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Macomb Square, 2006
Location of Macomb in McDonough County, Illinois.
|• Mayor||Michael J. Inman|
|• Total||11.00 sq mi (28.49 km2)|
|• Land||10.57 sq mi (27.38 km2)|
|• Water||0.43 sq mi (1.12 km2) 3.87%|
| • Estimate |
|• Density||1,647.40/sq mi (636.04/km2)|
|Time zone||UTC-6 (CST)|
|• Summer (DST)||UTC-5 (CDT)|
Macomb // is a city in and the county seat of McDonough County, Illinois, United States. It is situated in western Illinois, southwest of Galesburg. The city is about 75 miles (121 km) southwest of Peoria and 77 miles (124 km) south of the Quad Cities. The population at the 2010 census was 19,288. Macomb is the home of Western Illinois University.
First settled in 1829 on a site tentatively named Washington, the town was officially founded in 1830 as the county seat of McDonough County and given the name Macomb after General Alexander Macomb, a general in the War of 1812. War veterans were given land grants in the Macomb area, which was part of the "Military Tract" set aside by Congress. In 1855 the Northern Cross Railroad, a predecessor to the Chicago, Burlington and Quincy Railroad, was constructed through Macomb, leading to a rise in the town's population. In 1899 the Western Illinois State Normal School, later Western Illinois University, was founded in Macomb. Representative Lawrence Sherman was instrumental in locating the school in Macomb. In 1903 the Macomb and Western Illinois Railway was built from Macomb to nearby Industry and Littleton by local financier Charles V. Chandler, though this railroad was abandoned in 1930. In 1918, construction on Illinois Route 3 was begun as a state financed highway from Cairo to Rock Island through Macomb; in the late 1920s U.S. Route 67 was extended along this route to Dubuque, Iowa.
Macomb has been visited by several US Presidents over the years. Ulysses S. Grant, Andrew Johnson, Rutherford B. Hayes, William McKinley and Theodore Roosevelt have all made short addresses in Macomb. On two occasions, Abraham Lincoln and Barack Obama addressed large audiences prior to their election as president. Obama was actually stumping for state senate at the time, meaning a president or presidential nominee has not visited Macomb in 109 years and counting.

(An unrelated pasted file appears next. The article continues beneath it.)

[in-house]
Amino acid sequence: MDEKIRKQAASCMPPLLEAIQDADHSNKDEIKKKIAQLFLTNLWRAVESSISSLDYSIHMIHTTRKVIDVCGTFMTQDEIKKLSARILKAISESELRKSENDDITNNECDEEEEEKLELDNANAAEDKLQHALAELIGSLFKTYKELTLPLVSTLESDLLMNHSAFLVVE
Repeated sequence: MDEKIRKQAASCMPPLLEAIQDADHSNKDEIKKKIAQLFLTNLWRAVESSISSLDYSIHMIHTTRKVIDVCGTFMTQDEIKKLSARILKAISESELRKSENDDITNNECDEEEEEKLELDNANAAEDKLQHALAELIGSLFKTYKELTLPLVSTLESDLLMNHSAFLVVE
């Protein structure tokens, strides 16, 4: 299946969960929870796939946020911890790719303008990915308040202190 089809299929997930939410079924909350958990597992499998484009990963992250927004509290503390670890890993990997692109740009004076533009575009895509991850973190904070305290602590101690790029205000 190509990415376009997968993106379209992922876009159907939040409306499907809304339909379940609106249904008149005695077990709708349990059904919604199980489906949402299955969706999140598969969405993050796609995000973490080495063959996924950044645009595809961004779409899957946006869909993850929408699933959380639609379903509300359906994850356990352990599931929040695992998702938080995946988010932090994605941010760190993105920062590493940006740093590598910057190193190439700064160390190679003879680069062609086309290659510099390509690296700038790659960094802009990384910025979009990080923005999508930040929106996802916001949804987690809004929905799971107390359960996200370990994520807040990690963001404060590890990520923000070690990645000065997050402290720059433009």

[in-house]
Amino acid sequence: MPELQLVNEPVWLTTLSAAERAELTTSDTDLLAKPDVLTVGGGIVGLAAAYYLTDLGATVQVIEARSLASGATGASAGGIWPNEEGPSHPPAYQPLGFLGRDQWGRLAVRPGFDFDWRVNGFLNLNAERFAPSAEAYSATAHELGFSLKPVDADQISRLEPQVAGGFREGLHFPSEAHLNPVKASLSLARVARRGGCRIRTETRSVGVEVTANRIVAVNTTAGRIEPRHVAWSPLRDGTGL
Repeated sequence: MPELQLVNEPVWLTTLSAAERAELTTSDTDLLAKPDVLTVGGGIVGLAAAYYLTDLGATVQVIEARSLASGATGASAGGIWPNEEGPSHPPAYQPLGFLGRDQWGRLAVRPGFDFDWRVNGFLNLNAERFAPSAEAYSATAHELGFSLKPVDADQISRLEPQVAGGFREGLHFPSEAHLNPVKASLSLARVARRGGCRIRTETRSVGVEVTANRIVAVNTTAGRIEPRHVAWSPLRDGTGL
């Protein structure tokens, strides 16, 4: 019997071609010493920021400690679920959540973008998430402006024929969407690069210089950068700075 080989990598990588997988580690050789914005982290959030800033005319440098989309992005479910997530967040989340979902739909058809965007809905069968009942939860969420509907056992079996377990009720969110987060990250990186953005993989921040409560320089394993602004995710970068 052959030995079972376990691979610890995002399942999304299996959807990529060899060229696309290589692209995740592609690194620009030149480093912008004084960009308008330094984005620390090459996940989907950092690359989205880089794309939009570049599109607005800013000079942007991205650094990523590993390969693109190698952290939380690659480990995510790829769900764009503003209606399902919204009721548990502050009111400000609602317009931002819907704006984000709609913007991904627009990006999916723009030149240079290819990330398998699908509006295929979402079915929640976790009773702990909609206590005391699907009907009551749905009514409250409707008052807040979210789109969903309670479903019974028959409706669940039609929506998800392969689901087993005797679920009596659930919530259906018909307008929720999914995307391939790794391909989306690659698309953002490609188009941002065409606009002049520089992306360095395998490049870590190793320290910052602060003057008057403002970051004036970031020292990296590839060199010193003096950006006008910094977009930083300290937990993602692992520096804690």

St. Louis Rams summer camp
The WIU campus and its Hanson Field Stadium were home to the St. Louis Rams' football summer training camp from 1996 to 2004. In 2005, the Rams decided to move summer training to their own facilities in St. Louis, Missouri, ending the nine-year relationship.
According to the 2010 census, Macomb has a total area of 11.121 square miles (28.80 km2), of which 10.69 square miles (27.69 km2) (or 96.12%) is land and 0.431 square miles (1.12 km2) (or 3.88%) is water.
|U.S. Decennial Census|
As of the census of 2000, there were 18,558 people, 6,575 households, and 2,952 families residing in the city. The population density was 1,884.2 people per square mile (727.4/km2). There were 7,037 housing units at an average density of 714.5 per square mile (275.8/km2). The racial makeup of the city was 88.73% White, 5.93% African American, 3.06% Asian, 0.03% Pacific Islander, 0.69% from other races, and 1.40% from two or more races. 2.10% of the population were Hispanic or Latino of any race.
There were 6,575 households, out of which 19.1% had children under the age of 18 living with them, 34.9% were married couples living together, 7.4% had a female householder with no husband present, and 55.1% were non-families. 38.4% of all households were made up of individuals, and 12.4% had someone living alone who was 65 years of age or older. The average household size was 2.10 and the average family size was 2.77.
In the city, the population was spread out, with 12.6% under the age of 18, 42.9% from 18 to 24, 18.2% from 25 to 44, 14.0% from 45 to 64, and 12.4% who were 65 years of age or older. The median age was 23 years. For every 100 females, there were 94.3 males. For every 100 females age 18 and over, there were 93.8 males.